Minna Birman’s father Mordko Birman


This is my father Mordko Birman. This photo was taken in Warsaw in 1912.

My father Mordko Birman was born in Warsaw in 1895. He was the oldest child in the family and there were numerous children born after him, which was a usual thing with every poor Jewish family. Grandfather Moisey said that there was no need for my father to go to cheder.  A poor Jew had to learn his craft. My father was educated at home and the only language he spoke was Yiddish. He became an apprentice of a Jewish shoemaker. At 17 my father joined the Zionist Jewish socialist party of workers [Paolei Zion] [Editor's note: the social democratic party Paolei Zion (workers of Zion) was founded by Ber Borokhov in Poltava in 1906. In April 1917 it branched a radical socialist party Paolei Zion. The seat of its central committee was in Odessa. The social democratic party Paolei Zion adopted the doctrines of Bolshevik ideology and existed in the USSR until 1928. Soviet authorities liquidated it]. My father was a shoemaker's assistant for some time. He gave his mother his earnings and paid Party fees. He had tuberculosis since childhood. They used oxygen enrichment to cure him. As a result, my father had only one lung left.  He wasn't recruited to the army due to his health condition. In 1913 my father was sent in exile to Siberia for his revolutionary activities. He was to accommodate in a village in Verholensk district of Irkutsk province [Editor's note: Verholensk district of Irkutsk region was a place for criminal and political convicts in czarist Russia (from the second quarter of the 19th century)]. My father made cone stocks in the taiga and was paid for his work. My father's younger sister Rieva told me how my father sent them some money to them in Warsaw  and they could buy potatoes and herring and she went to buy some coal from a coal seller. It was like a feast. In 1917 the term of my father's exile was over and he decided to go to Odessa to improve his health condition in the south. He was hoping to have no problem finding a job at the shoe factory in Odessa. During his trip back my father felt ill. He started hemoptysis and arriving in Odessa my father had to sit at the railway station all exhausted. This was where my father met my future mother.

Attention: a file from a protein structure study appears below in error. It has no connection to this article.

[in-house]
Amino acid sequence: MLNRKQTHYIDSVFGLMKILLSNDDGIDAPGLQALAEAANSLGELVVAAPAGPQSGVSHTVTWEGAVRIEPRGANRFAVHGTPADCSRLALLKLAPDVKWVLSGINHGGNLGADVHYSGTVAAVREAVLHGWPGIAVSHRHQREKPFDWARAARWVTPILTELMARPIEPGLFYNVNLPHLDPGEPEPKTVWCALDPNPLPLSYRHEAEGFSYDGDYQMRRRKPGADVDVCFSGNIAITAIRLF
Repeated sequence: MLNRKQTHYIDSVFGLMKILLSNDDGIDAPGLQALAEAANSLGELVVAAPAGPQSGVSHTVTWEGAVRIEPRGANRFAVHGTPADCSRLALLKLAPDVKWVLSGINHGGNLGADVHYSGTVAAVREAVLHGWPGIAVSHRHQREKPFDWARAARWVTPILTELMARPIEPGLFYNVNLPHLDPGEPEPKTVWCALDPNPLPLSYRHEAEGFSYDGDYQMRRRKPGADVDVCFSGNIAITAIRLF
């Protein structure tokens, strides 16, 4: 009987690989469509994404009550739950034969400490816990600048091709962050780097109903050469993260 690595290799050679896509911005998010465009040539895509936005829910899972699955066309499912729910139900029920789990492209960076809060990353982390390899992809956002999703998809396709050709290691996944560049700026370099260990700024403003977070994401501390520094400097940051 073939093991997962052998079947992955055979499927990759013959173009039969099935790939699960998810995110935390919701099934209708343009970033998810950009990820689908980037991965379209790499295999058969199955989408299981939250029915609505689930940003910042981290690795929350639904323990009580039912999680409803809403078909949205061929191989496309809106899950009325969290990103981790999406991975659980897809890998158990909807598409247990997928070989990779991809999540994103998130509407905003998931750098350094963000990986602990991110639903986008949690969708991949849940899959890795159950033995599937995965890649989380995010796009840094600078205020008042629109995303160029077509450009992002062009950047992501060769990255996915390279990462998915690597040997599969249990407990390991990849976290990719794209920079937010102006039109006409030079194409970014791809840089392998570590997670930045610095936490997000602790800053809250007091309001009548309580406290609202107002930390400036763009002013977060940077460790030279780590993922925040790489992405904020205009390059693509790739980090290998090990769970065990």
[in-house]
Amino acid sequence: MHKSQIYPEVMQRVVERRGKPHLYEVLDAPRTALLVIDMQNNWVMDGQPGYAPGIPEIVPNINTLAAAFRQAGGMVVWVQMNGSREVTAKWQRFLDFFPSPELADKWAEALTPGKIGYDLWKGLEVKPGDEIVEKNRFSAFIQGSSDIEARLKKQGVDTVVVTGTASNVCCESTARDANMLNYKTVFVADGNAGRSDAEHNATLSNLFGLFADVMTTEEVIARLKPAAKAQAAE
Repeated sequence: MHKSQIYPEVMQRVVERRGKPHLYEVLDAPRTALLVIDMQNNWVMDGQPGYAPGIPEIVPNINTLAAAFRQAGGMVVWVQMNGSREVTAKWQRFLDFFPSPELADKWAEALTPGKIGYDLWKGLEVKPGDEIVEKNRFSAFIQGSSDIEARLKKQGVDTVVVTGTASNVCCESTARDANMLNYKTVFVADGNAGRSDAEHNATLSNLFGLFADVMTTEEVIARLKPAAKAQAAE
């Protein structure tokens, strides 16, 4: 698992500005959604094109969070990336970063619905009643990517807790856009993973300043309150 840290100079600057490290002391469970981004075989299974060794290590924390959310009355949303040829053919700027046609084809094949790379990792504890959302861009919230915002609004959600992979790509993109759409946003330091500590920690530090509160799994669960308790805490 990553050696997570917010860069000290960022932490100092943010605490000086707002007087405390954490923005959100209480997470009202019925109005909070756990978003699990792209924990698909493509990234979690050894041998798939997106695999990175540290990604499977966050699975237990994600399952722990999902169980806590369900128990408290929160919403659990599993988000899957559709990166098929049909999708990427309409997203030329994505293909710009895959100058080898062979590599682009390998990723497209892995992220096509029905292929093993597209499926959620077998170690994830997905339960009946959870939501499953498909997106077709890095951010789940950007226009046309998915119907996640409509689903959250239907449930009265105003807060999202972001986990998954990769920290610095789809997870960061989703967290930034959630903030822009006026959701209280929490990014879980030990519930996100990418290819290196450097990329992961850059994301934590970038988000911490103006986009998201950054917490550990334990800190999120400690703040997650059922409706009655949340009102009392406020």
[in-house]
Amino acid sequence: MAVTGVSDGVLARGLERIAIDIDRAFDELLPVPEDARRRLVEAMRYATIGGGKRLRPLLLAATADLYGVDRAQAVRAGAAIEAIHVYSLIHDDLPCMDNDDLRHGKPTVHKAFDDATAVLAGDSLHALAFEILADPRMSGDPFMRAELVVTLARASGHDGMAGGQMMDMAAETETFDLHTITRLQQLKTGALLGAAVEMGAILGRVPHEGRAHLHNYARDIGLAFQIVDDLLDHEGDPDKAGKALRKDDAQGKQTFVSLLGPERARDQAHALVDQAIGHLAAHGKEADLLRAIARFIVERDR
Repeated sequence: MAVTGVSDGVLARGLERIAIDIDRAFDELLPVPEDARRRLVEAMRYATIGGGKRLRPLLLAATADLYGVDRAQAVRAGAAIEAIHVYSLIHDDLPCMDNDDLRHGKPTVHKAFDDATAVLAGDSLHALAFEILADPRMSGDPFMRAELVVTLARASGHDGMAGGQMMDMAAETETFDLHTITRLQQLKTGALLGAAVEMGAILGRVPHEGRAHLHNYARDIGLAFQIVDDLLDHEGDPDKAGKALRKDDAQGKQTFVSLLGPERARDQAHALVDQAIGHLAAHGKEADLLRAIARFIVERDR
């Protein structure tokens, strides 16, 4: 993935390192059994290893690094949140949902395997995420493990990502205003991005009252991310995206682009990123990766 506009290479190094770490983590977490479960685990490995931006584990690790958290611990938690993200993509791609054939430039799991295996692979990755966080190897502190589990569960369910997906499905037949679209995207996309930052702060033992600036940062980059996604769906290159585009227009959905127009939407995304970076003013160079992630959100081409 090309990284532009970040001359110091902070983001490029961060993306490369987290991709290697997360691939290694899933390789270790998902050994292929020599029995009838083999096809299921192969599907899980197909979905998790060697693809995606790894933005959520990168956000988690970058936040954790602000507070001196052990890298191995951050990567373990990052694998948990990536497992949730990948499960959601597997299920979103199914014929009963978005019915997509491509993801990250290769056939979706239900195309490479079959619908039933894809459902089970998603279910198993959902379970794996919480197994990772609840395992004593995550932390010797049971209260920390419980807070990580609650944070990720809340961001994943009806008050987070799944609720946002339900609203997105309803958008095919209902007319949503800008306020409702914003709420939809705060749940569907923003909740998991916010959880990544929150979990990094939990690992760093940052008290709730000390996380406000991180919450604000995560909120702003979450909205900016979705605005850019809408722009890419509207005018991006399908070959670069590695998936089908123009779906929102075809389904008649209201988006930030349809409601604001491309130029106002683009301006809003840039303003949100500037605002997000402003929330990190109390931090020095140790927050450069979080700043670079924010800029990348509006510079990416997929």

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Minna Birman